“Two of the central promises of President Barack Obama’s health care overhaul law are unlikely to be fulfilled, Medicare’s independent economic expert told Congress on Wednesday.
The landmark legislation probably won’t hold costs down, and it won’t let everybody keep their current health insurance if they like it, Chief Actuary Richard Foster told the House Budget Committee.”

“In a Jan. 7 letter to President Obama, more than 30 current and former GOP governors urged the White House to remove ‘excessive constraints placed on us by healthcare-related federal mandates.’ The letter says that ObamaCare and spending mandates from the stimulus bill passed in 2009 ‘prevent states from managing their Medicaid programs for their unique Medicaid populations.'”

“Beginning in 2014, most U.S. residents will be required to have health insurance coverage. However, provisions of the new Affordable Care Act (ACA) will limit the choice of health plans offered. Health insurance that does not cover preventive care, plans with deductibles above the statutory limit and plans that cap benefits at predetermined levels will ultimately disappear.”

“Roughly half of the anticipated gains in insurance coverage from the Patient Protection and Affordable Care Act (PPACA) are achieved through a massive expansion of Medicaid, the joint federal–state health insurance program for the poor. The Medicaid program, with its soaring price tag and dubious level of care for recipients, is in serious need of reform, not expansion. Increasing enrollment in this program by a third is a major flaw of the new health care law.”

“Once ObamaCare becomes fully effective in 2014, the cost of newly eligible Medicaid enrollees will be almost fully covered by the federal government through 2019, with federal financial support expected to be extended thereafter. But ObamaCare provides states with zero additional federal financial support for new enrollees among those eligible for Medicaid under the old laws. That makes increased state Medicaid costs from higher enrollments by ‘old-eligibles’ virtually certain as they enroll into Medicaid to comply with the mandate to purchase health insurance. This study estimates and compares potential increases in Medicaid costs from ObamaCare for the five most populous states: California, Florida, Illinois, New York, and Texas.”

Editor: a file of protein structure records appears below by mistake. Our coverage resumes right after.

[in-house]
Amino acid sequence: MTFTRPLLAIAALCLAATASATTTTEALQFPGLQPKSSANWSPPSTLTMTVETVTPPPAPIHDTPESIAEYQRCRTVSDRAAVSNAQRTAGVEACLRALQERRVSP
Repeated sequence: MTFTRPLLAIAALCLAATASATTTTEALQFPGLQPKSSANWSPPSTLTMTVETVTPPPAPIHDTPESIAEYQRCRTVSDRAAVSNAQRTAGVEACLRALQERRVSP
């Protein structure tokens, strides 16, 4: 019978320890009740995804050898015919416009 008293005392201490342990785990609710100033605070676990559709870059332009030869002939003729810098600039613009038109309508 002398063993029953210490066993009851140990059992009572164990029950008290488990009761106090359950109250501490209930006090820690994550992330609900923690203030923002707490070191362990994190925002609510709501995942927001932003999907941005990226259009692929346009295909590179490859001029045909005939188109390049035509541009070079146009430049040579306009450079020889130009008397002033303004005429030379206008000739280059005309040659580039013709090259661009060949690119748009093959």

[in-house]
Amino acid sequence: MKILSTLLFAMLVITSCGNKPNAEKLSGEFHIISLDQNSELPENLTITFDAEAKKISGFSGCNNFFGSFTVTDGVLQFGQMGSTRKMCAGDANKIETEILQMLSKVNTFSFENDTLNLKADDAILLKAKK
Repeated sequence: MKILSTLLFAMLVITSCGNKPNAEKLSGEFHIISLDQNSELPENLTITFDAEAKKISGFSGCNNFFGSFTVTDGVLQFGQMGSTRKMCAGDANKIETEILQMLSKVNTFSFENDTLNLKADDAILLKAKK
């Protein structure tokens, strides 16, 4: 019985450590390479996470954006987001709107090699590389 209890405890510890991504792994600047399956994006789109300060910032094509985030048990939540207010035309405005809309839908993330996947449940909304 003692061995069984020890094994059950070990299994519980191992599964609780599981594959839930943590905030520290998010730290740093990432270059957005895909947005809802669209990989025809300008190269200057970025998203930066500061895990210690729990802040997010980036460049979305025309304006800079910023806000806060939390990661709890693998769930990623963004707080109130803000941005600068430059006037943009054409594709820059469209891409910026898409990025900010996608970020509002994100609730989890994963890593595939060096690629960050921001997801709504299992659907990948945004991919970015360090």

“The current Medicaid program is arguably the worst health insurance plan in the country. It has expanded massively beyond the original intent in 1965 and is now one of the two or three largest budget items for nearly every state. In spite
of massive annual increases in spending, Medicaid chronically experiences budgetbreaking costs. Expanding Medicaid, as the new health care reform law requires,
will only compound these problems.”

“The ACA essentially imposes price ceilings on Medicare payments to providers. These price controls will lead to fewer health care options and lower quality of care for the Medicare population. In contrast, the Rivlin/Ryan approach would affect both the demand and supply side of the health care market – patients would shop and providers would respond. Provision for low-income beneficiaries in the form of health spending accounts could be structured to keep pace with the new system. The more realistic cost savings resulting from the Rivlin/Ryan proposal could be accomplished without the unintended consequences of price ceilings.”

Prohibit federal payments to states for Medicaid services related to health care acquired conditions.

Create a new Medicaid state plan option to permit Medicaid enrollees with at least two chronic conditions, one condition and risk of developing another, or at least one serious and persistent mental health condition to designate a provider as a health home. Provide states taking up the option with 90% FMAP for two years for health home related services including care management, care coordination and health promotion.

Create the State Balancing Incentive Program in Medicaid to provide enhanced federal matching payments to increase non-institutionally based long-term care services.